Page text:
Stuart Elsey, Greatstone, New Romney
I was visiting Dungeness only 2 weeks ago for a day out. I don't think the 2 power stations are a problem in the slightest, in fact they add to the area in my opinion. Afterall, where else in the world would you find a miniature steam-train, 2 light-houses and 2 nuclear power stations within walking distance of each other?
Stuart Robinson, London, UK
I live three miles from the biggest nuclear power installation in Europe - Heysham I & II power stations. The only noticeable result is that employment in this area is a lot better off for their existance. A huge amount of nonsense is generated about nuclear waste. For example - "low level" nuclear waste, which has to be vitrified and stored underground, consists of really dangerous stuff like polystyrene coffee cups, sandwich wrappers and newspapers! Anything brought onto the site has to leave as low-level waste - yet in truth, the safeguards in place in the stations means that the 'background' radiation levels in there are actually lower than they are outside, and what has to be stored as "nuclear waste" is actually safer than similar residue from, say, a teashop in the (mildly radioactive) granite areas of Cornwall. In other words, safety in a nuclear installation in Britain is at an amazingly high level, yet there is still uninformed scaremongering about nuclear waste. I played golf at Heysham Golf Club, which is in the shadow of the power stations, and the biggest irritant came from a local solvent recycling company, not the nuclear installations at all. And now the cold war is over, at least we don't have to worry that in a plotting room somewhere in Russia, there is a map with a huge target on it, and in the bull's-eye - Heysham!
Hedley Russell, Morecambe England
" It,s all been said, people at Dungeness have been brought up with it and they haven't had any problems.It's also provided employment and I can assure everyone that Dungeness was a pretty bleak place before the power stations arrived I remember when the power stations were built every large town had it's own gas works where coal was processed into coke (smokeless) and the by products petrol ( National Benzole ) and tar (roads). You would think that with the technology in emission control having improved over the years that re using coal and the improved safety standards they apply to nuclear energy would more then cater for our required energy needs in the future. As one of the previous writers said he had more problems with the pollution created by 4 x 4's etc then he ever had with nuclear power stations."
Pat Borst, Kenmare Irland
Predicted power shortages are a global, not UK issue. There is international distrust of many Countries' legitimate exploration of nuclear based power production. Surely there's an argument for creating a number of internationally managed, policed & guarded centre of Nuclear Energy production. They would be sited in disparate, remote parts of the world with facilites for immediate isolation should a major problem be identifed. These stations can have the power thus generated sold to any nation at a cost basis. This would be difficult with regards politics and security but given the international issue here, it shouldn't be impossible. I'm sure the biggest stumbling block would be a few ego's.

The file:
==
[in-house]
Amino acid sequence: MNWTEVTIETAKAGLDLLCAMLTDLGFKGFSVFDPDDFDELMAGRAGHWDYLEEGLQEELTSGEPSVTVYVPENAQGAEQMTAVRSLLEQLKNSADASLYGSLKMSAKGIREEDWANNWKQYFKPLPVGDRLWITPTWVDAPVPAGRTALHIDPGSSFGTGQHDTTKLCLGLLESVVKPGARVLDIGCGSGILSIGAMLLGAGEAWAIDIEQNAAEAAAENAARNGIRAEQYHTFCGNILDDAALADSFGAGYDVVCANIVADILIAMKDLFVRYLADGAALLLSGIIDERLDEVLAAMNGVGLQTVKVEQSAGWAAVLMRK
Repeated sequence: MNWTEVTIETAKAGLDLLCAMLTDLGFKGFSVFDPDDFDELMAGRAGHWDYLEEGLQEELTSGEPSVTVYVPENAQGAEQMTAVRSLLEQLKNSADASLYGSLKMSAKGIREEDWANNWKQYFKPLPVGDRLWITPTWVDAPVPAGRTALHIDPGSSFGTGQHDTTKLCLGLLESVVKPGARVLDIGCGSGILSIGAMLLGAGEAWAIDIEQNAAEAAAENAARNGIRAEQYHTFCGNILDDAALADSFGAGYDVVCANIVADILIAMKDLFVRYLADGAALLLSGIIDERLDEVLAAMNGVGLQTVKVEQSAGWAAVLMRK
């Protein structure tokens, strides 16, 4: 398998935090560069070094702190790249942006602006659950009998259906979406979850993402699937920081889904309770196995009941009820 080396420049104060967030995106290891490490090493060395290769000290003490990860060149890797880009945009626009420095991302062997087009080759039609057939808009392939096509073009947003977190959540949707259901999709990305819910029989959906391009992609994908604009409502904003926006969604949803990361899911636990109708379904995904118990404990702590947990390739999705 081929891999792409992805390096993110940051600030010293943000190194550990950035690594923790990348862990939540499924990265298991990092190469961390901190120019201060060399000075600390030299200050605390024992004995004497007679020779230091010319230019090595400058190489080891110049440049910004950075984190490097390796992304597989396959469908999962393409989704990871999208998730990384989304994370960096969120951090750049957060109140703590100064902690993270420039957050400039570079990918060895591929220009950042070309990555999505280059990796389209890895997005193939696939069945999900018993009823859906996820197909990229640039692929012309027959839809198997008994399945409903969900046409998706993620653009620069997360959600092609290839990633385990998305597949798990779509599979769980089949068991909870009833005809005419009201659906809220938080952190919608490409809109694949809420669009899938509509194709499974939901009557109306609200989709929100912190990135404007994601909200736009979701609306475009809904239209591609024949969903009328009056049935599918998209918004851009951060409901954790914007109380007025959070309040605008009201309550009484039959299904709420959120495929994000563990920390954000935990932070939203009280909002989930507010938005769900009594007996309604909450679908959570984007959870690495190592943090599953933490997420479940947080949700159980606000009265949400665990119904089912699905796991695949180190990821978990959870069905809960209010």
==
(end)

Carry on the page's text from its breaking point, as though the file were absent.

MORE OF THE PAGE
andrew bell, liverpool
If every business building in UK cities had five solar panels, the national grid would not only be generating more than enough power for the whole of the UK, but the unused power from the solar panels would actually add to the power that the nuclear powerstations create. That's green and sustainable.
Anna, Perth, Australia
My dad worked at Dungeness power station and I grew up living close to it and I think it adds to the Dungeness landscape as the lighthouses do, making it a unique place. I'd rather nucelar power stations were built than coal or oil and will be sad when Dungeness A closes down. I think the area would be suited to wind power but I would be concerned over the damage the windmills might do to the local bird reserve.
Chris Bates, Southend-on-Sea
I remember seeing a cartoon recently showing a couple standing beside their cottage and behind it was a newly built Nuclear Power station. The woman was saying to her husband " I bet you are really glad you objected to that wind farm!"
Our 'local' at Hinkley Point cant be to much of a worry - the residents of the immediate area would rather have this over the wind farm they are fighting so hard to stop!
paul bailey, willition somerset